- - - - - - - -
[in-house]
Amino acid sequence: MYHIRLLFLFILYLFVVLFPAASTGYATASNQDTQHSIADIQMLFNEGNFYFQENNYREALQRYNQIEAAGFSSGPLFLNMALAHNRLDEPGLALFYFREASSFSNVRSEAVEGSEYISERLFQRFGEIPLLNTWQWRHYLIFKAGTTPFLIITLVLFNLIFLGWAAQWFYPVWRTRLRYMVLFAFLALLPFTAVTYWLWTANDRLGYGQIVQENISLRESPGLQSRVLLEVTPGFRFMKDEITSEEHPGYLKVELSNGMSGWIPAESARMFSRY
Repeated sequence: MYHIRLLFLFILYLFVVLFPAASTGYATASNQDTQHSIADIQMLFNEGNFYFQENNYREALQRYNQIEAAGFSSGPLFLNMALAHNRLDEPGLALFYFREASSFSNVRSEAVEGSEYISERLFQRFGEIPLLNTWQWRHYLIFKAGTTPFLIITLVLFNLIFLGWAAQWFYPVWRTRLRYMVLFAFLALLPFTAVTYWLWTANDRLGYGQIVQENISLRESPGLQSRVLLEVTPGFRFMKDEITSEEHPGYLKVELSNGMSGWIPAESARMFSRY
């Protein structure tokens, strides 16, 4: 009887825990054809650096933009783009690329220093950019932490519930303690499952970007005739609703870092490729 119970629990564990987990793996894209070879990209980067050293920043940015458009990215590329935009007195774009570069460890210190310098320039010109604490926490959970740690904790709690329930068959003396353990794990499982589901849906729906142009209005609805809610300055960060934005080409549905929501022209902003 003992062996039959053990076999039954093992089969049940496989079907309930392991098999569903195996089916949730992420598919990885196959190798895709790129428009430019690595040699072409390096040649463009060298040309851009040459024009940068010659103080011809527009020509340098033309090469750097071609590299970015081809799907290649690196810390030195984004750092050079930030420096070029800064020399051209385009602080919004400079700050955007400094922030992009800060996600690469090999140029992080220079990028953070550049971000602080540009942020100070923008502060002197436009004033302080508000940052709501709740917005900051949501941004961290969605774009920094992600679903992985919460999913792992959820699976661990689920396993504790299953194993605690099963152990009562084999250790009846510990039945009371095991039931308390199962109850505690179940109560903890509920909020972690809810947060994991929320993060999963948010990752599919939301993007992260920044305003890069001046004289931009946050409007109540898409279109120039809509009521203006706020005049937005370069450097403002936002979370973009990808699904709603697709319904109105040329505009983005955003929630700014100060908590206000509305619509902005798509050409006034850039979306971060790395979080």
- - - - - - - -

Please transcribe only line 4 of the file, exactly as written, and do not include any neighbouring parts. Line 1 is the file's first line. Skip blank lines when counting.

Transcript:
């Protein structure tokens, strides 16, 4: 009887825990054809650096933009783009690329220093950019932490519930303690499952970007005739609703870092490729 119970629990564990987990793996894209070879990209980067050293920043940015458009990215590329935009007195774009570069460890210190310098320039010109604490926490959970740690904790709690329930068959003396353990794990499982589901849906729906142009209005609805809610300055960060934005080409549905929501022209902003 003992062996039959053990076999039954093992089969049940496989079907309930392991098999569903195996089916949730992420598919990885196959190798895709790129428009430019690595040699072409390096040649463009060298040309851009040459024009940068010659103080011809527009020509340098033309090469750097071609590299970015081809799907290649690196810390030195984004750092050079930030420096070029800064020399051209385009602080919004400079700050955007400094922030992009800060996600690469090999140029992080220079990028953070550049971000602080540009942020100070923008502060002197436009004033302080508000940052709501709740917005900051949501941004961290969605774009920094992600679903992985919460999913792992959820699976661990689920396993504790299953194993605690099963152990009562084999250790009846510990039945009371095991039931308390199962109850505690179940109560903890509920909020972690809810947060994991929320993060999963948010990752599919939301993007992260920044305003890069001046004289931009946050409007109540898409279109120039809509009521203006706020005049937005370069450097403002936002979370973009990808699904709603697709319904109105040329505009983005955003929630700014100060908590206000509305619509902005798509050409006034850039979306971060790395979080």